Linking up with Kelly again! Last week I talked about 7 picture books I love for teaching about virtue. This week I’ve got 7 chapter books I think are great for starting conversations with or among upper elementary and middle schoolers.
Some of these chapter books are long-time favorites that you may already be familiar with. I’ve chosen books that are fantastic stories with relatable characters and situations. Warning- some spoilers ahead!
Friendship, Compassion, Loyalty, Diligence
Jess wakes up early and practices running all summer, despite his family’s protests, hoping to be the fastest runner in the 5th grade. Not only is he not the fastest, he is beaten by the new girl, Leslie. Jess and Leslie become quick friends, despite their very different families and upbringing. A horrific accident results in Leslie’s death and Jess must face questions of what it means to be a friend and how to cope with loss. This book is great for conversations about peer pressure and navigating friendships.
Courage, Loyalty, Truth, Compassion, Love
Okay, fine, this is seven books instead of one. I know. If you had to choose just one, I’d go The Lion, The Witch, and The Wardrobe, obviously. But if you can, you should read them all. I have read the entire set more times than I can count and it remains among my all-time favorites regardless of genre or category. The characters provide endless models for virtue. Whether it is Lucy’s mercy when Edmund lies about her, or Reepicheep’s heroic bravery, or Aslan’s self-sacrificing love, you’ll find tons of material for conversations about what goodness looks like.
Trust, Hope, Integrity, Truth, Cooperation
I first discovered this book about 5 years ago and I love it! I read it aloud to 4th graders for a couple of years and they loved it as well. It’s a bit complicated and long for most 4th graders to read independently but makes a great read aloud for upper elementary, whether in the classroom or at bedtime. I especially like this book for reluctant (male) readers. I know several 10-12 year old boys who are not big readers who really got into this book. The plot is exciting and keeps the reader engaged throughout. The four (child) heroes of this novel pass a bizarre test and go undercover at the Learning Institute for the Very Enlightened on a deadly serious mission, with only each other to rely on. I loved chatting with my 4th graders about truth and intellectual honesty (although I didn’t use that exact phrase!) and the role of the media in forming our opinions and worldview when we read this book. I haven’t had the opportunity to read the rest of the books in this series yet, but I am looking forward to doing so!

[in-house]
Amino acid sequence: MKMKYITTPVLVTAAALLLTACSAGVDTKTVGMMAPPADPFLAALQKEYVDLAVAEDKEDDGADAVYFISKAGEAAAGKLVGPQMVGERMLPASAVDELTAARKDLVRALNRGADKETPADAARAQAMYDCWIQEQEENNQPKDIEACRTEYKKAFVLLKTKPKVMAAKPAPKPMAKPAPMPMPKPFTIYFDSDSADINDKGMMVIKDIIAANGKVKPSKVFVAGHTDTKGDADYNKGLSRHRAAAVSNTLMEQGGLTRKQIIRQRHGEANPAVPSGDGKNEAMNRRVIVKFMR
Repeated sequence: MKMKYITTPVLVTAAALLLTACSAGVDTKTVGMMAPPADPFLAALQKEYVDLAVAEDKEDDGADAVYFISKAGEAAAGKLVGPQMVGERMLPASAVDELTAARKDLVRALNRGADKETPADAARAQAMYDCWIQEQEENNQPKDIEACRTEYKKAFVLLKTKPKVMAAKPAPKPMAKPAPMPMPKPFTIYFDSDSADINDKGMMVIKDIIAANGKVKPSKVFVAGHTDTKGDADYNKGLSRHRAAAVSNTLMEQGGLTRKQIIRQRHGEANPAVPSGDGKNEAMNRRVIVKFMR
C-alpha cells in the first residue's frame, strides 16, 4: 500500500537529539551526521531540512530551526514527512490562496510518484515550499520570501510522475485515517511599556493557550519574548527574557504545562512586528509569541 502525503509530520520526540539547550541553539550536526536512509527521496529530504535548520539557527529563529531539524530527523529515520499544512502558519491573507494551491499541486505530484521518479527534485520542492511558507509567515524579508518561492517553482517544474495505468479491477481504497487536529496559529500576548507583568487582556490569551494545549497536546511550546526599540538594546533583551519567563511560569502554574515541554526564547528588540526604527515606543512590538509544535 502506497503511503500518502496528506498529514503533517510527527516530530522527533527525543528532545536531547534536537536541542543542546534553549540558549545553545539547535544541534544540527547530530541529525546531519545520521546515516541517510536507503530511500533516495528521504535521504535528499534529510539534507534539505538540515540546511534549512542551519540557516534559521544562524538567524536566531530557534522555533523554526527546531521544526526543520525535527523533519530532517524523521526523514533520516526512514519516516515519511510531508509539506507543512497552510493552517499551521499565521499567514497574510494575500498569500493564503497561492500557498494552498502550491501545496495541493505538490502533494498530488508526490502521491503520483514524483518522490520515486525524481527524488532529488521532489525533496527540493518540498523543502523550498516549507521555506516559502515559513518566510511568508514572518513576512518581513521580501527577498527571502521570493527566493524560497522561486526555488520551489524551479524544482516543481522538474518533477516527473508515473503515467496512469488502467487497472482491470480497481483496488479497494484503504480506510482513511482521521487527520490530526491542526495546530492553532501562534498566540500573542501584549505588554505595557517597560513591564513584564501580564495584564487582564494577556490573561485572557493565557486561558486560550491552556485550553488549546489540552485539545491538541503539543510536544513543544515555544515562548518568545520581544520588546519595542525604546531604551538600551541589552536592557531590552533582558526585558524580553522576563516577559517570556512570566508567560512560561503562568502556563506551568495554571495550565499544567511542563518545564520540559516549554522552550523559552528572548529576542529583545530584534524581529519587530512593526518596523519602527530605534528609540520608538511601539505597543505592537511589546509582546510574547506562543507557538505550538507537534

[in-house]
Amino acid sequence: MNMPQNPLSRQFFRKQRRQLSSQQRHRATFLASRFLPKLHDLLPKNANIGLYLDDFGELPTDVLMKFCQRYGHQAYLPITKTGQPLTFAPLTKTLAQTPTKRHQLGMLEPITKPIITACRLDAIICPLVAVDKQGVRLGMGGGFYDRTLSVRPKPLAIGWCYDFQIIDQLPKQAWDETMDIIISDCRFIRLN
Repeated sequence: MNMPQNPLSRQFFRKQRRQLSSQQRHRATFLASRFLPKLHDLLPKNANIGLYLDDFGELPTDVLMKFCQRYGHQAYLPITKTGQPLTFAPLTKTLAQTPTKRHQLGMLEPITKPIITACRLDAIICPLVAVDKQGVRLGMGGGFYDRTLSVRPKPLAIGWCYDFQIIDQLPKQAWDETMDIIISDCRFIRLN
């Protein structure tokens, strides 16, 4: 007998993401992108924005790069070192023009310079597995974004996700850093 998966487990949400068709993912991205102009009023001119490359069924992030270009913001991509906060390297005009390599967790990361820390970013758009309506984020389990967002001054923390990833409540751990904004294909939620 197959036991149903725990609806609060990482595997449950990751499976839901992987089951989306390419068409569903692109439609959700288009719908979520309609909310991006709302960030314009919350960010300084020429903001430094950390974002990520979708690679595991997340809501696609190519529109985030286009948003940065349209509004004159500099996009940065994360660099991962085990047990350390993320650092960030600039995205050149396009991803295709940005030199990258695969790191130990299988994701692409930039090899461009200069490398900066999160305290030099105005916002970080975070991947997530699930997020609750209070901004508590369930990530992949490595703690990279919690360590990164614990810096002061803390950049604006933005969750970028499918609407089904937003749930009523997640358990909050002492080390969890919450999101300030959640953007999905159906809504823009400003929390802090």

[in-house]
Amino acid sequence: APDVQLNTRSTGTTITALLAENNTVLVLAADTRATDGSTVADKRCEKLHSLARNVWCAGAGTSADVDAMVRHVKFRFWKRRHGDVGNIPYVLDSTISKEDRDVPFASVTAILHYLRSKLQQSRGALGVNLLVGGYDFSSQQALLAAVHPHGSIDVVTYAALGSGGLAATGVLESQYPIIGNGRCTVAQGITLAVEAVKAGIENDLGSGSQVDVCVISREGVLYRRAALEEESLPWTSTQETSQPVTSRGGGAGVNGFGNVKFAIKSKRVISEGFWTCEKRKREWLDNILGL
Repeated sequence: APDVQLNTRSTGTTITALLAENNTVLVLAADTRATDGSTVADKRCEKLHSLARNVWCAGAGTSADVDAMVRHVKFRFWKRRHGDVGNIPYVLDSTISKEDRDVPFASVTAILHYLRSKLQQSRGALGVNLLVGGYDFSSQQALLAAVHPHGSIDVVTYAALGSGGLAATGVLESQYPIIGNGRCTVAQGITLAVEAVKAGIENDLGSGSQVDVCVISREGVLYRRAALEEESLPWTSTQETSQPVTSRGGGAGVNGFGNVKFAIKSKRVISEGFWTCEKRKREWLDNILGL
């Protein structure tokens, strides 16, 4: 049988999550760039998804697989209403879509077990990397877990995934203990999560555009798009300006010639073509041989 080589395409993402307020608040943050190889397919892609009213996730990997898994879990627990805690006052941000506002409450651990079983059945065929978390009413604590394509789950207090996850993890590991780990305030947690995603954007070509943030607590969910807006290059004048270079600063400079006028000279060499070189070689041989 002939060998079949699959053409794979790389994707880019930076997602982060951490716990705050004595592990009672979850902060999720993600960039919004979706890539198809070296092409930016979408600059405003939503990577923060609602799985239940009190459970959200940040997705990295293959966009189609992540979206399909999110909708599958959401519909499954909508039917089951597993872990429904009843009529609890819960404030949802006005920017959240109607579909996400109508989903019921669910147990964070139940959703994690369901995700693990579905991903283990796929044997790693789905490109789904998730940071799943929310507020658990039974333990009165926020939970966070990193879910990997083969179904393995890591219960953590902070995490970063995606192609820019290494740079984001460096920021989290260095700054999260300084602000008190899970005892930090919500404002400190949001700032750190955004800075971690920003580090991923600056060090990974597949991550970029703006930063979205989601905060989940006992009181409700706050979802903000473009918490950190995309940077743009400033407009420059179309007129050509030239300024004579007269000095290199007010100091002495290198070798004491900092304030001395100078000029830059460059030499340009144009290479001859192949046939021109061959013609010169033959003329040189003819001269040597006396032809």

4. The Giver
Truth, Responsibility, Wisdom
The Giver is so well known and such a classic at this point that it probably doesn’t need a summary, but just in case: Jonas lives in an ideal, utopian community. As Jonas receives his assignment as the Receiver of Memory for the community, he begins to learn more about it’s history and secrets, and is forced to grapple with questions about freedom and responsibility and suffering. I love this book for discussions about big philosophical and social questions with middle schoolers in particular.
Esperanza must leave behind the only life she has ever known as the privileged daughter of a wealthy Mexican rancher and move to California, where she and her mother join others working in the agricultural industry and living in a camp. This book brings up issues of race, nationality, class, and labor that are good conversation starters around concepts like justice and human rights. Esperanza’s hope (fittingly) is an inspiration.
Compassion, Courage, Justice, Fortitude
This would be a great follow up to The Yellow Star (which I wrote about last week) or to read with older children while you read The Yellow Star to younger kids.
During the Nazi occupation of Denmark, 10 year-old Annemarie and her family take in her best friend, Ellen Rosen. Annemarie watches as the Danish resistance mobilizes to smuggle the Jewish citizens of Denmark to safety in Sweden. I’ve found this powerful novel is a great way to open up conversations with kids about being courageous in the face of persecution and standing up for what’s right, even when it’s possible you’ll suffer for it.
Justice, Courage, Respect, Responsibility
Kenny Watson’s family is driving south from Michigan to his grandmother’s home in Alabama during the Civil Rights Movement of the 1960s. The reader gets a close-up of family relationships, for better or worse, and sees how the choices of individual family members affect everyone. Themes of racism, the Civil Rights Movement, and social justice provide a backdrop to the family interaction and are good starting points for talking about human dignity and rights. Fair warning- there’s some language, a reference to teenage boys looking at a Playboy, and heavy concepts related to racism and violence in this novel. I’m not troubled by the inclusion of these things- they’re not gratuitous, they serve the plot and character development- but if you are, be aware of their presence.